An idling engine does not warm the same way as an engine that has some RPM and load does.

Haasman
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  #15  
Old 05-21-2003, 05:48 PM
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You should follow the manufacturer's recommendation for oil viscosity (as listed in all owner's manuals) based on the range of ambient temperatures the car will see until the next oil change. It's that simple, and the low end of the 20W-50 range is usually no lower than 20F, which would not be suitable for most climates in the interior US during the winter. My '88 MBZ owners manual lists 32F as the lowest for 20W-50.

On a cold start the car should be driven away as soon as the idle stabilizes, which is usually a matter of seconds, but you should use low revs and light throttle until the temperature comes up to near normal. (Note: Some MBZ models are designed to hold lower gears longer when cold to speed warmup. I'm not sure if I like this philosophy, but that's what they did.) The worst thing you can do is get right on a freeway and have to accelerate to speed with a cold engine. If you live next to a freeway ramp, use surface streets to drive down to the next on-ramp so the engine has a chance to warm up. Low to moderate speed driving also allows the transmission and axle to warm up along with the engine.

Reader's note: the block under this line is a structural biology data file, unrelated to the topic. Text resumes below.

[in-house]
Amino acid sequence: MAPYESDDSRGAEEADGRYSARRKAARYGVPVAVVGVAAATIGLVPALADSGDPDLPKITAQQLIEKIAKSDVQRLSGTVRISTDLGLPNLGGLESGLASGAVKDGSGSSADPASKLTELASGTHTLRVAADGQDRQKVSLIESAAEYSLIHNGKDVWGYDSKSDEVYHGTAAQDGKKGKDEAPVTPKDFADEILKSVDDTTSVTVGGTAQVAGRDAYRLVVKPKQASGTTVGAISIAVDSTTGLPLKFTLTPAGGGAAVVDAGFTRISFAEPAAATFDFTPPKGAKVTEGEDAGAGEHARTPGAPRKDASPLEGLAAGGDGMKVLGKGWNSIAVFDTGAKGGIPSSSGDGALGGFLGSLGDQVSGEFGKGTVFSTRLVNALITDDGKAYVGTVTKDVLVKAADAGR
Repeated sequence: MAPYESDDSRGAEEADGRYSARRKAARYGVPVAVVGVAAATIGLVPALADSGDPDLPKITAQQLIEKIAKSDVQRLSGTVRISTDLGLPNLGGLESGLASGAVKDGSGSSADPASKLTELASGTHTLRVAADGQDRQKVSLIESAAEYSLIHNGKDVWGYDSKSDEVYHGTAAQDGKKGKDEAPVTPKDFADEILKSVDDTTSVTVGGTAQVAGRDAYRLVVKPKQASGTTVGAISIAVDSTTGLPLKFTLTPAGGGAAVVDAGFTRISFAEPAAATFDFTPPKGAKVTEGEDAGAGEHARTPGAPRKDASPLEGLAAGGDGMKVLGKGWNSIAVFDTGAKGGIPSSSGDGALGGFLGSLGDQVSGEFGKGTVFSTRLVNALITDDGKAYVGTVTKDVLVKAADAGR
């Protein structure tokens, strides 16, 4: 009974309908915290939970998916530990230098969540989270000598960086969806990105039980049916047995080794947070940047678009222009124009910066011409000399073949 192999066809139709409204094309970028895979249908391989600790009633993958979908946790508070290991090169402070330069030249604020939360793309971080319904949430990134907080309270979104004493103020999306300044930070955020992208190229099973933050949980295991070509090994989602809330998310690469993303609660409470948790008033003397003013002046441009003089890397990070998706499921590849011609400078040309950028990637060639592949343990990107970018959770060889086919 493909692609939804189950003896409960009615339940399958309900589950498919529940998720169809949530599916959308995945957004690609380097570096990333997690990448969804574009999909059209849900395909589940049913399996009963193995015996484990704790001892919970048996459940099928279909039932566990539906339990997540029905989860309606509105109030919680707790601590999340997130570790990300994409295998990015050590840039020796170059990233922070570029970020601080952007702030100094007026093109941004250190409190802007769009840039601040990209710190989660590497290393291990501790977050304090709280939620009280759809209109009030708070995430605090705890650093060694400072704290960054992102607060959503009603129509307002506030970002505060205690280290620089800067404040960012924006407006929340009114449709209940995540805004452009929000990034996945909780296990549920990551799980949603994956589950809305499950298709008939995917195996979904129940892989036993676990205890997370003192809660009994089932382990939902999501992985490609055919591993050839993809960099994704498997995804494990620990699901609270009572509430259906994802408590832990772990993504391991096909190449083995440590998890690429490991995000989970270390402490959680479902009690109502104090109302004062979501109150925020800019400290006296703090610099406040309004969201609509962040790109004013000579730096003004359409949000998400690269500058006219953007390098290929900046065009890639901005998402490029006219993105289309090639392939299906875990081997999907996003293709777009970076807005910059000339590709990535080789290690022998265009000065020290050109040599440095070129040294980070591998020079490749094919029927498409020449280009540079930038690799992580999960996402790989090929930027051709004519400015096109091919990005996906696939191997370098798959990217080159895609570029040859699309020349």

Modern engines are designed to warm up quickly, and low to moderate speed driving will usually get them up close to operating temp in under five minutes in mild to warm weather. Since most engine wear over the life of a typical automobile engine occurs during cold start and warmup, it's best to get the engine warmed up quickly, and this is best accomplished by driving the car at low to moderate speed immediately after a cold start.

The other thing to remember is that the oil takes longer to come up to operating temp than the coolant, so I avoid WOT high rev acceleration until at least five minutes after the car comes up to full coolant temperature.

Duke

Last edited by Duke2.6; 05-21-2003 at 06:01 PM.